Changing Patterns Of Ethnic Affiliation Over Three Generations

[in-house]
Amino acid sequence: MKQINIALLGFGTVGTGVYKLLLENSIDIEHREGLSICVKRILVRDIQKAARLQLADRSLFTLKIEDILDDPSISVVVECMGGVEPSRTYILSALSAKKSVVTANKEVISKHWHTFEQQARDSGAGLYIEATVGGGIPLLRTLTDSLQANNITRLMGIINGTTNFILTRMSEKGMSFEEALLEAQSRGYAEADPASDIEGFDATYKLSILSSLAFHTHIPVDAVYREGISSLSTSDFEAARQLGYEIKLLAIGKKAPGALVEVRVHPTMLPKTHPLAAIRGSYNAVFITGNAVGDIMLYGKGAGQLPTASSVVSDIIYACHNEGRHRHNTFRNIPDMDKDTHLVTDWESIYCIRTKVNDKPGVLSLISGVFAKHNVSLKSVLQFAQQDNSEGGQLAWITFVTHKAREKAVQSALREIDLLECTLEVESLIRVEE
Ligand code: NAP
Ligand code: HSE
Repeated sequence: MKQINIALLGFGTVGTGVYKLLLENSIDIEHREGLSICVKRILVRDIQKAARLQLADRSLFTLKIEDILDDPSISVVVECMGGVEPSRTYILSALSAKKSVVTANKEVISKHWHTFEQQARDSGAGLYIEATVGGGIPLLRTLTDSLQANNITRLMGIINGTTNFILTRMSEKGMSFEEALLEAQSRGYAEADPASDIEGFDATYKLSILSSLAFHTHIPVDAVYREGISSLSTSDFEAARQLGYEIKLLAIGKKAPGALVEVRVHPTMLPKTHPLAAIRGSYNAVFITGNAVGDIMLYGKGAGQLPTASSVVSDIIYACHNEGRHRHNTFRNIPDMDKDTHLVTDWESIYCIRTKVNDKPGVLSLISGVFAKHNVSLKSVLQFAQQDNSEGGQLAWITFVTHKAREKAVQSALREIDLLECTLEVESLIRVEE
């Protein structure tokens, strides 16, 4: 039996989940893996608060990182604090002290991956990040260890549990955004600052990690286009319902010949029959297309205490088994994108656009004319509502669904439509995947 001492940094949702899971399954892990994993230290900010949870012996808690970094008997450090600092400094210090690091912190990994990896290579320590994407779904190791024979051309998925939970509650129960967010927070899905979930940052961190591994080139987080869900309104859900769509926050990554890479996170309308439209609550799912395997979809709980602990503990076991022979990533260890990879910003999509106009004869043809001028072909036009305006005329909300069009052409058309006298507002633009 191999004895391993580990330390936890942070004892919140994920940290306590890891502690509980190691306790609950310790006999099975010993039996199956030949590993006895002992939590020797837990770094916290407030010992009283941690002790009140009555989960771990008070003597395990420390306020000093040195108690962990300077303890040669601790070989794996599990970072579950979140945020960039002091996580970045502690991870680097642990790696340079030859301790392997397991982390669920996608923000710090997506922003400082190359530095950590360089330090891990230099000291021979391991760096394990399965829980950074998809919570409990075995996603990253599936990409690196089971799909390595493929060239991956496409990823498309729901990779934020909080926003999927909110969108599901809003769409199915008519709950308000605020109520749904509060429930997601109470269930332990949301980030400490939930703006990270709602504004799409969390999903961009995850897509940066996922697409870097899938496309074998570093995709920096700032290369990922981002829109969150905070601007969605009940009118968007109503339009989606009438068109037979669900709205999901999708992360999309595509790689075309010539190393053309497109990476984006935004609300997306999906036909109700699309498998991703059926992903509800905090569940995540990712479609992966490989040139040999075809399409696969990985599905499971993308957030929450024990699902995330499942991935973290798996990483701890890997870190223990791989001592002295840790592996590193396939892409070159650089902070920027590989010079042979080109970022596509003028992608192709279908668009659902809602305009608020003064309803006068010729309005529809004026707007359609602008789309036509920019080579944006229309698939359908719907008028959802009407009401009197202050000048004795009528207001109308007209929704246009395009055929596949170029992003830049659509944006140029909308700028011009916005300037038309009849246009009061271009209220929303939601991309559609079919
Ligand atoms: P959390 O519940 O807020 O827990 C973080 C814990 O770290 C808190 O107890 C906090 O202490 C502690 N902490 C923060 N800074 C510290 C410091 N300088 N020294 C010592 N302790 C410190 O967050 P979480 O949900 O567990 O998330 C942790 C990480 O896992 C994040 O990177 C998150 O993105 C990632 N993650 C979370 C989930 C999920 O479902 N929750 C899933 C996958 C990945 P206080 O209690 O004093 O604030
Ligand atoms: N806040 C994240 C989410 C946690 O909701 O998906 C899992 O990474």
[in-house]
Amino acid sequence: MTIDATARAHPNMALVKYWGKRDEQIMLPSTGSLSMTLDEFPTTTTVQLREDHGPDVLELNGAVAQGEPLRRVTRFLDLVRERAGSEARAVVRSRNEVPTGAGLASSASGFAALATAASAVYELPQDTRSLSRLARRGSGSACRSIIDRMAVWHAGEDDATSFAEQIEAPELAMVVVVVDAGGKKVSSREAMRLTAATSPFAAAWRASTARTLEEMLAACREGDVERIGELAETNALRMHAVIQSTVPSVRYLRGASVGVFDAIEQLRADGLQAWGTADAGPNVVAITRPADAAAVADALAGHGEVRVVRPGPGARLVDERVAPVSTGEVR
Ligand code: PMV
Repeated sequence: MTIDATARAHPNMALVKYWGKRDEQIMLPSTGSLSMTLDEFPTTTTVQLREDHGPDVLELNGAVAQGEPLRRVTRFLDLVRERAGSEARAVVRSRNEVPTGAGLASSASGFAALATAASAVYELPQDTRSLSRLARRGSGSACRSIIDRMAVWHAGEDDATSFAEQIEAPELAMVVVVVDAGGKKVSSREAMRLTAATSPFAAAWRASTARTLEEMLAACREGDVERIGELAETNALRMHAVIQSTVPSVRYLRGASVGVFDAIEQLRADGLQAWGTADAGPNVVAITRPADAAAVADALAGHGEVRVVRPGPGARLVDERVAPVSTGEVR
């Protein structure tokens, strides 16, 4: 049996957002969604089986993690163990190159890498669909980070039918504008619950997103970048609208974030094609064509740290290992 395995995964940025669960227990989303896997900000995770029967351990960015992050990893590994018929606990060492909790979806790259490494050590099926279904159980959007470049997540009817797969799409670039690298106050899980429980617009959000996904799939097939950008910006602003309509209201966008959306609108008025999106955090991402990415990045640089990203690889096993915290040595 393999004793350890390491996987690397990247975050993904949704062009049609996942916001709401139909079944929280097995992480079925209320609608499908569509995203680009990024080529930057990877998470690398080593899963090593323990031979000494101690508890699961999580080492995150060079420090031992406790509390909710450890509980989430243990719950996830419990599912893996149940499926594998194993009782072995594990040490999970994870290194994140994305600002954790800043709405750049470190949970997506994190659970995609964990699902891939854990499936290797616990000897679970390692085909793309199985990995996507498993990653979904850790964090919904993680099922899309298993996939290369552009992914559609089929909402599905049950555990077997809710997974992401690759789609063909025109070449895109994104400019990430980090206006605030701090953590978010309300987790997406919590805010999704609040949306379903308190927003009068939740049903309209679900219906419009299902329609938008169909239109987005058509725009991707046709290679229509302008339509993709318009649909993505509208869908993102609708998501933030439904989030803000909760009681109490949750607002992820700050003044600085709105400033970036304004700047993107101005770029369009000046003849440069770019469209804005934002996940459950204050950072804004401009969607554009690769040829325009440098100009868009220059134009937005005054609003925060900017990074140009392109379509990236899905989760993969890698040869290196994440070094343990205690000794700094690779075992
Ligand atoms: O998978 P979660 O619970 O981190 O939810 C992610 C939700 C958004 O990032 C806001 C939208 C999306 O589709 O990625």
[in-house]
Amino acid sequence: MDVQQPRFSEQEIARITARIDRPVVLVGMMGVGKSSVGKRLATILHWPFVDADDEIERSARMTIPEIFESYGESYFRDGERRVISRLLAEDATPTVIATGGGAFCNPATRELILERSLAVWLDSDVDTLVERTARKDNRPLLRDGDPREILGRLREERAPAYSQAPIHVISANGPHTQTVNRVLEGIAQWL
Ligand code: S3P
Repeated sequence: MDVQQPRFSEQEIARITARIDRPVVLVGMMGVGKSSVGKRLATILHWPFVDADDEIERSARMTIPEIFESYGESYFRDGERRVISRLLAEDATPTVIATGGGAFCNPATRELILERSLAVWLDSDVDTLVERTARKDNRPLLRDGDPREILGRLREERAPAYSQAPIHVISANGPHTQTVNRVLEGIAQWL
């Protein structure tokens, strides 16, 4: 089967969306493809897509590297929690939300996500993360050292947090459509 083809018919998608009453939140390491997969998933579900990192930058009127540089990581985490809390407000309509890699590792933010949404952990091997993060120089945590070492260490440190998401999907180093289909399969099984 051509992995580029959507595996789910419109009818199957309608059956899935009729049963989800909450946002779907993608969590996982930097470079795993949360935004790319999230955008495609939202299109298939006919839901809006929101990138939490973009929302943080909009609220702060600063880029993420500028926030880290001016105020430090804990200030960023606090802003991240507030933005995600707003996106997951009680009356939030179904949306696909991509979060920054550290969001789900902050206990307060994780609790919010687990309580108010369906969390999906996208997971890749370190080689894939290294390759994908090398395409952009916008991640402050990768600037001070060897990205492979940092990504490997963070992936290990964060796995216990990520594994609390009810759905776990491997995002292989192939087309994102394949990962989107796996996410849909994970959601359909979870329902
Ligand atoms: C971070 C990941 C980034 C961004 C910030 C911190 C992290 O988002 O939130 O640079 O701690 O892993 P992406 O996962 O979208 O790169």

Despite many social injustices, Japanese Americans are one of the most socioeconomically successful ethnic groups in the United States, having the highest median educational level among both Non-white and white groups, a median income exceeding that of white Americans, and greater likelihood of being employed as professionals than are members of the society as a whole. Given each succeeding generation's increasing rate of assimilation into U.S. society, with its concomitant impact upon ethnic ties and affiliation, the author asks whether or not a distinct Japanese community can be maintained into the fourth generation. This study, which employs a national sample of three generations of Japanese Americans, is the largest of its kind ever undertaken. The volume systematically analyzes the socioeconomic adaptation of the Japanese to U.S. society and develops a sociohistorical model that explains the unfolding of the assimilation process.